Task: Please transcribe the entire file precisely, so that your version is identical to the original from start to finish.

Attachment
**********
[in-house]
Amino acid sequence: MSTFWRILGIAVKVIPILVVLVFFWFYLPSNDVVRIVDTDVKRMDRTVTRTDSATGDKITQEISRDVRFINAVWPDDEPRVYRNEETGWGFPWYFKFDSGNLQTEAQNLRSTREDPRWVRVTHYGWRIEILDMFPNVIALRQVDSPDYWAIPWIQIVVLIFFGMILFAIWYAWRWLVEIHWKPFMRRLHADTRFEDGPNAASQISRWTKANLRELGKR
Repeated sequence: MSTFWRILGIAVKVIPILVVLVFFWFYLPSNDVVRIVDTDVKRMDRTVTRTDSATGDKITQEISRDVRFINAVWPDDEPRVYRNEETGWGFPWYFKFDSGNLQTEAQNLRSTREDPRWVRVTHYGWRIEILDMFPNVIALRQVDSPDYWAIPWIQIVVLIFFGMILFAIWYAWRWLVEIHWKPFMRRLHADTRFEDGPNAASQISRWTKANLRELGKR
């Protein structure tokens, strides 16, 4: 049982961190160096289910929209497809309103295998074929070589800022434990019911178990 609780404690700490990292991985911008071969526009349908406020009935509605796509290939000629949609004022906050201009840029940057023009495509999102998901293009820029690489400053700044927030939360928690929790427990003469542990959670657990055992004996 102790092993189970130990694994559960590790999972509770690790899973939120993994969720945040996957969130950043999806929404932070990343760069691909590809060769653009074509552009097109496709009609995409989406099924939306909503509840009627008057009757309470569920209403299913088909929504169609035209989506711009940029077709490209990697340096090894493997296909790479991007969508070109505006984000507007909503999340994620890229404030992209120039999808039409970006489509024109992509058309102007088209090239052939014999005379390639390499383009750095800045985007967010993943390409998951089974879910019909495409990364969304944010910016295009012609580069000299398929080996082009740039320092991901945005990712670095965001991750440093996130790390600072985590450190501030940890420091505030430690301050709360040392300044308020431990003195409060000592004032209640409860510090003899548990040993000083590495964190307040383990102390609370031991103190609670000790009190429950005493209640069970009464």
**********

[in-house]
Amino acid sequence: MSTFWRILGIAVKVIPILVVLVFFWFYLPSNDVVRIVDTDVKRMDRTVTRTDSATGDKITQEISRDVRFINAVWPDDEPRVYRNEETGWGFPWYFKFDSGNLQTEAQNLRSTREDPRWVRVTHYGWRIEILDMFPNVIALRQVDSPDYWAIPWIQIVVLIFFGMILFAIWYAWRWLVEIHWKPFMRRLHADTRFEDGPNAASQISRWTKANLRELGKR
Repeated sequence: MSTFWRILGIAVKVIPILVVLVFFWFYLPSNDVVRIVDTDVKRMDRTVTRTDSATGDKITQEISRDVRFINAVWPDDEPRVYRNEETGWGFPWYFKFDSGNLQTEAQNLRSTREDPRWVRVTHYGWRIEILDMFPNVIALRQVDSPDYWAIPWIQIVVLIFFGMILFAIWYAWRWLVEIHWKPFMRRLHADTRFEDGPNAASQISRWTKANLRELGKR
């Protein structure tokens, strides 16, 4: 049982961190160096289910929209497809309103295998074929070589800022434990019911178990 609780404690700490990292991985911008071969526009349908406020009935509605796509290939000629949609004022906050201009840029940057023009495509999102998901293009820029690489400053700044927030939360928690929790427990003469542990959670657990055992004996 102790092993189970130990694994559960590790999972509770690790899973939120993994969720945040996957969130950043999806929404932070990343760069691909590809060769653009074509552009097109496709009609995409989406099924939306909503509840009627008057009757309470569920209403299913088909929504169609035209989506711009940029077709490209990697340096090894493997296909790479991007969508070109505006984000507007909503999340994620890229404030992209120039999808039409970006489509024109992509058309102007088209090239052939014999005379390639390499383009750095800045985007967010993943390409998951089974879910019909495409990364969304944010910016295009012609580069000299398929080996082009740039320092991901945005990712670095965001991750440093996130790390600072985590450190501030940890420091505030430690301050709360040392300044308020431990003195409060000592004032209640409860510090003899548990040993000083590495964190307040383990102390609370031991103190609670000790009190429950005493209640069970009464």